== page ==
In the partnership, Samsung is expected to be the technical partner that would use its engineering expertise to build and run the project for oil major, Total Exploration and Production Company, while becoming the local content partner that provides the location.
A recent visit to the free trade zone reveals that the project stands at 75 percent completion stage as the promoters have put in the projected $300 million investment into the construction work. The different workshops, which include the assembling shop and the painting shop that will handle the fabrication and integration work, are under intense construction stages.
The yard is 120,000 square metres and it has the capacity to handle close to 12,000 tons a year. The project is 100 percent privately financed by LADOL and Samsung as the companies are putting in their equities into the project and raising some debt internationally and locally. The facility is expected to create 50,000 direct and indirect jobs; yield about $20 billion revenues; attract 100s of new investment; leads to expansion of existing facilities and four times increase in local fabrication and triggers engineering demand.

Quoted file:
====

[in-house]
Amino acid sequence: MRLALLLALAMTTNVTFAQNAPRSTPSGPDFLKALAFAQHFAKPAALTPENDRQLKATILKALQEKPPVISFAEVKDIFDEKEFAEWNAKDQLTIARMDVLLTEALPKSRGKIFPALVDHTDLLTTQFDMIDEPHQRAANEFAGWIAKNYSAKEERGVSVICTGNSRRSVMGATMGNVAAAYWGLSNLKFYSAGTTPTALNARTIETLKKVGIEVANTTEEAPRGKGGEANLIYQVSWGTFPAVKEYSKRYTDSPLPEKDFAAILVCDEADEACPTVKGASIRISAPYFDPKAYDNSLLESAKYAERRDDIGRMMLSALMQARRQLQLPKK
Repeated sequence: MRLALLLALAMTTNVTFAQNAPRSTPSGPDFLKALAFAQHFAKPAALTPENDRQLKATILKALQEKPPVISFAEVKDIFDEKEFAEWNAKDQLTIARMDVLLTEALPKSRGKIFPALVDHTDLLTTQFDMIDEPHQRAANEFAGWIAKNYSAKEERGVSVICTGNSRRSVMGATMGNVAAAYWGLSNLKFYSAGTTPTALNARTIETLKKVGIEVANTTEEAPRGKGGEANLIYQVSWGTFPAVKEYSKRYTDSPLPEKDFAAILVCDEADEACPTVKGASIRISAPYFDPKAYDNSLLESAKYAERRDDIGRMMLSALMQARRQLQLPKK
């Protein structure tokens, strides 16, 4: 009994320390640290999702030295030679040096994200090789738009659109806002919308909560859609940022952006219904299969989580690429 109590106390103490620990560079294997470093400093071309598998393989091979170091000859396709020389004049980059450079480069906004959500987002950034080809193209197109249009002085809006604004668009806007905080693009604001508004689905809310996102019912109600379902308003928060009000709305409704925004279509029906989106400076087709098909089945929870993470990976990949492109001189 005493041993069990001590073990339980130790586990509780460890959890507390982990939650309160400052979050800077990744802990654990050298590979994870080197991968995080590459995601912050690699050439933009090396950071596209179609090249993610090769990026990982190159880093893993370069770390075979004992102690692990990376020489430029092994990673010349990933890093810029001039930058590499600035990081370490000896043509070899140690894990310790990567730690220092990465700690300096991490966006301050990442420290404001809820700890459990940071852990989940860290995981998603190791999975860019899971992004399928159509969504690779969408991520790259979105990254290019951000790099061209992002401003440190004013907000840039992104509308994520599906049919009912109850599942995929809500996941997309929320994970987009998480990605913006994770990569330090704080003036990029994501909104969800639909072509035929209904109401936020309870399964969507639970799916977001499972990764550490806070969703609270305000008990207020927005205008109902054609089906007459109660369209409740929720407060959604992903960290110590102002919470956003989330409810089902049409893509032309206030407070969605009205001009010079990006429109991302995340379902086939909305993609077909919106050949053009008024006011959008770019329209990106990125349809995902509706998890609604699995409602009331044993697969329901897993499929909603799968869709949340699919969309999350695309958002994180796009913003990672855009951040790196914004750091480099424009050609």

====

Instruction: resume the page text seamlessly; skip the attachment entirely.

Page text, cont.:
“This is going to be a game changer, meaning that a lot can be done in Nigeria riding on the Local Content Act,” said Ladi Jedesimi, chairman of LADOL.
For Nigeria to continue on this growth path, according to him, the country needs a minister of transport including that of trade and investment that has the interest of Nigerian investors and economy at heart. Such ministers, he believes, would help in creating a level playing field in the sector such that there would be competition among operators, and monopoly would become a thing of the past. This would also help to break the trend of foreign domination of businesses in the industry.